Still, the toothless smile that he’s beaming at me through the windshield, all cackling, and with his hands splayed out across and pressed on 1015’s hood is… kind of cute. He’s like some old prospector.
Art scampers around to the back door, and JUMPS in back.
Yeah, he’s a cute old codger, alright. Like some old gold prospector… REEKING OF URINE!!!
GOD!!! (I hold my breath.)
Art, “Miss’d my bus ta Reno, drivah! Luckee Chances! Colma!”
Huh?? SWEET!!! Lucky Chances is that casino down by the airport! This is around a $40 fare!
Wait… Am I getting paid for this ride??? It’s a long way down to Colma, and back, only to find that Art is as out of his mind as he looks! (PEW!!) And SMELLS!!!
I roll down the windows, ALL of them, FULL!
Eh, I guess I’ll just have to see how this plays out. It’s been SLOW. I mean, what other option do I have?
I hit the meter.
Driver, marking his waybill and repeating back, “Lucky Chances. Colma.” Adding, “Hey. It’s such a beautiful day. Do you mind if we keep the windows all down for the highway ride south?”
Art, “Don’ matter nuthin’ ta me! Jus’ git me dere!”
And I pull away down 22nd, on towards the highway, before I am suddenly surprised by a great THUNK! on the center arm rest console next to me.
Art, “HEYAH, drivah! I gaht sumthin’ fer ya! KIMCHEE NOODLES! Jus’ add water! HA!!”
Driver, taking the Styrofoam package and throwing it over on the shotgun seat, “Uh… thanks. My kid loves instant noodles.”
Art, cackling, “Dis gunna be my luckee day, drivah! Kin FEEL it! Wunce I won twinty gran aht slots! Won tha JACKPOT I DID!! Din’t ‘spect dat! Nope. (Heh! Heh!) Buht, pokerz my game. Good aht math, I am! All I kin ask, is ta play all nite, n’ drink fer free. Maybee come owt wit a few buhcks aht tha end. Jus’ have me ah good ‘ol time.”
Drivah, “Wow! You won $20,000!? If you don’t mind I ask, how much did you have to pay in taxes on that? $9K?”
Art, “Nope. Onlee five!”
Rolling 280 south now, we yell over the noise of the highway and wind flooding the cab, the volume something akin to the breach of a jetliner’s fuselage.
Drivah, “THAT’s GREAT!! HOW DID YOU CELEBRATE???”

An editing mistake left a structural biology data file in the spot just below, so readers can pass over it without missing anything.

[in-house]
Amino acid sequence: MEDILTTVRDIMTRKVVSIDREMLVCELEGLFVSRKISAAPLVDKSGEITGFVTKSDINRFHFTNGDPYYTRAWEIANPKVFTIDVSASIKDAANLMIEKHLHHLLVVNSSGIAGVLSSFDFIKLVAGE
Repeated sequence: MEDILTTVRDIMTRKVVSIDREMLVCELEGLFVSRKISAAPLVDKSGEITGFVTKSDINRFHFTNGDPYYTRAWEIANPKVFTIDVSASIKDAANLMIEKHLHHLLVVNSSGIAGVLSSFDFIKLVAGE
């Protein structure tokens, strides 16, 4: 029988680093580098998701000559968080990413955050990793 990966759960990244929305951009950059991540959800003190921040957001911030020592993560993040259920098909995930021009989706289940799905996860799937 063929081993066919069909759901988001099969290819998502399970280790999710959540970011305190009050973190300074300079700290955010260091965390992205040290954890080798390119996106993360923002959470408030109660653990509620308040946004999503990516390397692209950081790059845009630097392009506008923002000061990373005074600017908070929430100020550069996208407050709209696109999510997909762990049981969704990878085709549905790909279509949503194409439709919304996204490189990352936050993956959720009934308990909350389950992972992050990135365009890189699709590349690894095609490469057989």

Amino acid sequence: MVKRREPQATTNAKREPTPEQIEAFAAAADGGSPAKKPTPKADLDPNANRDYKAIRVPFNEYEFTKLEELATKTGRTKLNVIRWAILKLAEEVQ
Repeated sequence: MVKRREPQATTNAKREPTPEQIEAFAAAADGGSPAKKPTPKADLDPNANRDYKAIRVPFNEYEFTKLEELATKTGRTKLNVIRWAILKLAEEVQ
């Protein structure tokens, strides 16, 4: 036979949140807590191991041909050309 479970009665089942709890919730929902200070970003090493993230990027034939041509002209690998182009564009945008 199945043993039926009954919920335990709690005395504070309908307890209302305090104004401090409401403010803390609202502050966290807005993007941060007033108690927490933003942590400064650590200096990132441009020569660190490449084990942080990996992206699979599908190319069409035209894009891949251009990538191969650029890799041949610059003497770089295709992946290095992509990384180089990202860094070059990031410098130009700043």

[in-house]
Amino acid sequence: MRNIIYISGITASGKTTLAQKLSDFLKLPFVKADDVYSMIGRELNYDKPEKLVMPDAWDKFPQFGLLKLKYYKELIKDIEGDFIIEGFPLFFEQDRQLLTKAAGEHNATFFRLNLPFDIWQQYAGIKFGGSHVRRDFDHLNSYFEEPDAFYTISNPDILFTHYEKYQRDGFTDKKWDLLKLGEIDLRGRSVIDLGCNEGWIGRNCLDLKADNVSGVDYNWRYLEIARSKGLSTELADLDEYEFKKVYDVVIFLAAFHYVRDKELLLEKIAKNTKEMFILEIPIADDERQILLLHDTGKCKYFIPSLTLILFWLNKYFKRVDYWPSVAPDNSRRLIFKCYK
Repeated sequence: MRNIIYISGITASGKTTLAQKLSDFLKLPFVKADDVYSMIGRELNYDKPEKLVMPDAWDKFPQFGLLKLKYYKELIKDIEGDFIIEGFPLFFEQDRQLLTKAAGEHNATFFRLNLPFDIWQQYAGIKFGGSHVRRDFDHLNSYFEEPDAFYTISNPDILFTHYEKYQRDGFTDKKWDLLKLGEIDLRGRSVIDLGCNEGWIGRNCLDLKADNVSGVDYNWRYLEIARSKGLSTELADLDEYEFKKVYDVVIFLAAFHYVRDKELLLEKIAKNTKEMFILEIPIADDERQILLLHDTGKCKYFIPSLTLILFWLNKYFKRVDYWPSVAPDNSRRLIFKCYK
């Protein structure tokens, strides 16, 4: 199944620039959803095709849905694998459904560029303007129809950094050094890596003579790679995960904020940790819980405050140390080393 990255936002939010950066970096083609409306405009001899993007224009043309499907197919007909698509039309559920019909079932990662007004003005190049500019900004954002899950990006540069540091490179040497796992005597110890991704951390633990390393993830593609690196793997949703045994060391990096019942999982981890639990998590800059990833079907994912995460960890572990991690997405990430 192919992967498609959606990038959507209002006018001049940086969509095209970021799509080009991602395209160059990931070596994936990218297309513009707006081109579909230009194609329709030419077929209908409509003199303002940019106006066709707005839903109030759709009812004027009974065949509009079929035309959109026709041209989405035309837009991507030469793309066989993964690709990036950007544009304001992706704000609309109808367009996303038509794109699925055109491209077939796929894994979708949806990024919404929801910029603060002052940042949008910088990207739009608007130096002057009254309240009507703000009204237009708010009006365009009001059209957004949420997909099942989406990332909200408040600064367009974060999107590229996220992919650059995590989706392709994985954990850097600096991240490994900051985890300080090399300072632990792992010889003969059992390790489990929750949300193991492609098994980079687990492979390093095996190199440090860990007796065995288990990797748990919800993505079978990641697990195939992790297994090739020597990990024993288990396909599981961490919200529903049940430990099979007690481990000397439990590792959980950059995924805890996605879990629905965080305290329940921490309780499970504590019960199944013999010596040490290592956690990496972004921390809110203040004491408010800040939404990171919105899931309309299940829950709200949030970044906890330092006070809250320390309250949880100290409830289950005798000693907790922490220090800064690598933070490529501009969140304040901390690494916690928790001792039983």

Art, “By GAMBLIN’ THA NEX NITE!! DAT’s HOW! (HEH! HEH!)” Adding, “YOU GAHT A GAME, DRIVAH!?”
Drivah, “WELL, BLACKJACK! SORTA!!”
Art, “EH??? WHAT’RE YA SAYIN’, DRIVAH!? CAN’ HEER YOU! YOU MIN’ IF WE CLOSE DESE WINDAHS UHP?!? CAN’ HEER A WERD!!”
Driver, closing the windows – and fighting back tears, “Blackjack, I said. But I just use my intuition. It doesn’t make me very popular with the pros at the table who are all working together to bust the dealer. I get dirty looks for hitting on 13. But the last time I played, I drank for free all night. And I walked at sunrise ninety bucks richer! That was a good night by my estimation.
Uh, I actually used a little different strategy that time, though. I wasn’t JUST playing by intuition. I, uh, sat back and walked around studying the different Blackjack tables, and watched all the dealers. It always blows my mind how much they get 21! What’s UP with that! Anyway, uh, I started to notice that the more oppressed the race and sex of the dealer, the more hands the players seemed to win. So, I just followed around this Black woman dealer from table to table as she was rotated. I know, it’s kind of a messed up strategy. But it WORKED!”
Art, randomly digressing, “Grew uhp workin’ in tha fields, uhp in Reddin’. Pop die whin he wuz ninee-two! Same age ah me, rite now! He werkin’ that farm rite uhp ta tha en’. Pickin’ wahlnuts, peecan, alm’nd n’ cherrie, figs ‘n pears! Waz a hardt uhpbringin’. Buht ah hones’ wun!”